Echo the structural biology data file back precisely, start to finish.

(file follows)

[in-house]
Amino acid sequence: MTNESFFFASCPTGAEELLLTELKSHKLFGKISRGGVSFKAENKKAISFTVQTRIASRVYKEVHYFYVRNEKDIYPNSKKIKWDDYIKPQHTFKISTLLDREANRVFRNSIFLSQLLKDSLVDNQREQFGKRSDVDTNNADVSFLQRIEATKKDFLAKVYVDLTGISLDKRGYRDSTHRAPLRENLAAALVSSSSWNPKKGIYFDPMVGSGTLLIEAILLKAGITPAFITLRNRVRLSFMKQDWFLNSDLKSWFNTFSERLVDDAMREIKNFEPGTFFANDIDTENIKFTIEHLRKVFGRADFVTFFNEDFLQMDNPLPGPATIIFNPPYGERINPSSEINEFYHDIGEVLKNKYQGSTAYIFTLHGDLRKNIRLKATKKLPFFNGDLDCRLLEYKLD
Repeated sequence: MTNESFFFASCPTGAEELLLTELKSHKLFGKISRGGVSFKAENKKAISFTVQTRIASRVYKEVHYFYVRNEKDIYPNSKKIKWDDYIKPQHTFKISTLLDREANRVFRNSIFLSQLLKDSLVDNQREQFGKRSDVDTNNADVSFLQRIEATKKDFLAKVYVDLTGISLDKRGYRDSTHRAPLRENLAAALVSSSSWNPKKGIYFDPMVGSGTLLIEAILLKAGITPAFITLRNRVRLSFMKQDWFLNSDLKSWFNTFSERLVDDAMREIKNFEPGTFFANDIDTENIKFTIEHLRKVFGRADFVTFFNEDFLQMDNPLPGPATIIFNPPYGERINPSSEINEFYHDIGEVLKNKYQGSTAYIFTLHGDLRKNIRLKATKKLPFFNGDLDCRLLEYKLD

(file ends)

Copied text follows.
[in-house]
Amino acid sequence: MTNESFFFASCPTGAEELLLTELKSHKLFGKISRGGVSFKAENKKAISFTVQTRIASRVYKEVHYFYVRNEKDIYPNSKKIKWDDYIKPQHTFKISTLLDREANRVFRNSIFLSQLLKDSLVDNQREQFGKRSDVDTNNADVSFLQRIEATKKDFLAKVYVDLTGISLDKRGYRDSTHRAPLRENLAAALVSSSSWNPKKGIYFDPMVGSGTLLIEAILLKAGITPAFITLRNRVRLSFMKQDWFLNSDLKSWFNTFSERLVDDAMREIKNFEPGTFFANDIDTENIKFTIEHLRKVFGRADFVTFFNEDFLQMDNPLPGPATIIFNPPYGERINPSSEINEFYHDIGEVLKNKYQGSTAYIFTLHGDLRKNIRLKATKKLPFFNGDLDCRLLEYKLD
Repeated sequence: MTNESFFFASCPTGAEELLLTELKSHKLFGKISRGGVSFKAENKKAISFTVQTRIASRVYKEVHYFYVRNEKDIYPNSKKIKWDDYIKPQHTFKISTLLDREANRVFRNSIFLSQLLKDSLVDNQREQFGKRSDVDTNNADVSFLQRIEATKKDFLAKVYVDLTGISLDKRGYRDSTHRAPLRENLAAALVSSSSWNPKKGIYFDPMVGSGTLLIEAILLKAGITPAFITLRNRVRLSFMKQDWFLNSDLKSWFNTFSERLVDDAMREIKNFEPGTFFANDIDTENIKFTIEHLRKVFGRADFVTFFNEDFLQMDNPLPGPATIIFNPPYGERINPSSEINEFYHDIGEVLKNKYQGSTAYIFTLHGDLRKNIRLKATKKLPFFNGDLDCRLLEYKLD